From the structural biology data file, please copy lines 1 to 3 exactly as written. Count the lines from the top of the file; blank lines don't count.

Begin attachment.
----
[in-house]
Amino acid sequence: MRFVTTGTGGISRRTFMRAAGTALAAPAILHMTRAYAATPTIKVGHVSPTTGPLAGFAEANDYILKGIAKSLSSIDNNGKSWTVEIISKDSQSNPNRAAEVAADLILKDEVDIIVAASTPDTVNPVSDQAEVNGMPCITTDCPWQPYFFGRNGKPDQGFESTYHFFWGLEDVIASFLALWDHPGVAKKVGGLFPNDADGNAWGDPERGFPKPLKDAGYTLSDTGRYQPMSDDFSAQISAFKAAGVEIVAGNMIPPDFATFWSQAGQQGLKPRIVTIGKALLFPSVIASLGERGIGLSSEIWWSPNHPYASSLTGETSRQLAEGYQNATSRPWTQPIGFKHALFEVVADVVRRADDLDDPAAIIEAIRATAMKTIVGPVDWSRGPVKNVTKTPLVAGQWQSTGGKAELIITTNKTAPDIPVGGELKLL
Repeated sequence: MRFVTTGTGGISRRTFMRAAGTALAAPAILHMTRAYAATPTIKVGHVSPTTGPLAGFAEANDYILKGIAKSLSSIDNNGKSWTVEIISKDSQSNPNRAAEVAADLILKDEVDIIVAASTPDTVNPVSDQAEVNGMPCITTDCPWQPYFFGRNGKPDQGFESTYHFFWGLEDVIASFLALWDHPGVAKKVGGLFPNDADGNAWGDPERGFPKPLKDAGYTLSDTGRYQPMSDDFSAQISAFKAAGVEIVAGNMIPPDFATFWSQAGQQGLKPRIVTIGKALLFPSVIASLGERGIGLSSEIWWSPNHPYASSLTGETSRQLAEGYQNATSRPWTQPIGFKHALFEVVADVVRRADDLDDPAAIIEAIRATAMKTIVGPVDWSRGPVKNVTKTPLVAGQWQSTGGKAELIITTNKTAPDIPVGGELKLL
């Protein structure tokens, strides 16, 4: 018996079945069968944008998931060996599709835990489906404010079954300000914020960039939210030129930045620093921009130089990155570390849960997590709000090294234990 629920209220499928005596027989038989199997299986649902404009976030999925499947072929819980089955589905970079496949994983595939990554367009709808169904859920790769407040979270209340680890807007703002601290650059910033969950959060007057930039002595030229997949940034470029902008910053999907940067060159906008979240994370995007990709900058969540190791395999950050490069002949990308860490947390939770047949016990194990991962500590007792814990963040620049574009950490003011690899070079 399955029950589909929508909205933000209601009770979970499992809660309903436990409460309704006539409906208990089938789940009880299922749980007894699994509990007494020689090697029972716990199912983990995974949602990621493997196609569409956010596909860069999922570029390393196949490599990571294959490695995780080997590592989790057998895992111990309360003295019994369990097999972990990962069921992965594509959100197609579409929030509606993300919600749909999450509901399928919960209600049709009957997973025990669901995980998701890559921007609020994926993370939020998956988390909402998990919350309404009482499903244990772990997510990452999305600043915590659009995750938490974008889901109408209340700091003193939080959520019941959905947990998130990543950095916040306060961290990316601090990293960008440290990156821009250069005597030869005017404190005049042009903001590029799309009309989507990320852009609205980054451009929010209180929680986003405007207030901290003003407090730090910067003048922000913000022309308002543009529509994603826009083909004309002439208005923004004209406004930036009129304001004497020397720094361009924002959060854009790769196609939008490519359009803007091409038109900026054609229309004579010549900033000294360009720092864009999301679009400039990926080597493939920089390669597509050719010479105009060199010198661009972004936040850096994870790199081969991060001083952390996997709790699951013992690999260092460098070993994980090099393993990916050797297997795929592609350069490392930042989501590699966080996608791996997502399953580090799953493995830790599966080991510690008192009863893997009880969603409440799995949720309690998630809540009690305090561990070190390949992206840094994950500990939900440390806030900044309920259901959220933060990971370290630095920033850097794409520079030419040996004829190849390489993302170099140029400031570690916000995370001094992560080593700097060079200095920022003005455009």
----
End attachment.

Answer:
[in-house]
Amino acid sequence: MRFVTTGTGGISRRTFMRAAGTALAAPAILHMTRAYAATPTIKVGHVSPTTGPLAGFAEANDYILKGIAKSLSSIDNNGKSWTVEIISKDSQSNPNRAAEVAADLILKDEVDIIVAASTPDTVNPVSDQAEVNGMPCITTDCPWQPYFFGRNGKPDQGFESTYHFFWGLEDVIASFLALWDHPGVAKKVGGLFPNDADGNAWGDPERGFPKPLKDAGYTLSDTGRYQPMSDDFSAQISAFKAAGVEIVAGNMIPPDFATFWSQAGQQGLKPRIVTIGKALLFPSVIASLGERGIGLSSEIWWSPNHPYASSLTGETSRQLAEGYQNATSRPWTQPIGFKHALFEVVADVVRRADDLDDPAAIIEAIRATAMKTIVGPVDWSRGPVKNVTKTPLVAGQWQSTGGKAELIITTNKTAPDIPVGGELKLL
Repeated sequence: MRFVTTGTGGISRRTFMRAAGTALAAPAILHMTRAYAATPTIKVGHVSPTTGPLAGFAEANDYILKGIAKSLSSIDNNGKSWTVEIISKDSQSNPNRAAEVAADLILKDEVDIIVAASTPDTVNPVSDQAEVNGMPCITTDCPWQPYFFGRNGKPDQGFESTYHFFWGLEDVIASFLALWDHPGVAKKVGGLFPNDADGNAWGDPERGFPKPLKDAGYTLSDTGRYQPMSDDFSAQISAFKAAGVEIVAGNMIPPDFATFWSQAGQQGLKPRIVTIGKALLFPSVIASLGERGIGLSSEIWWSPNHPYASSLTGETSRQLAEGYQNATSRPWTQPIGFKHALFEVVADVVRRADDLDDPAAIIEAIRATAMKTIVGPVDWSRGPVKNVTKTPLVAGQWQSTGGKAELIITTNKTAPDIPVGGELKLL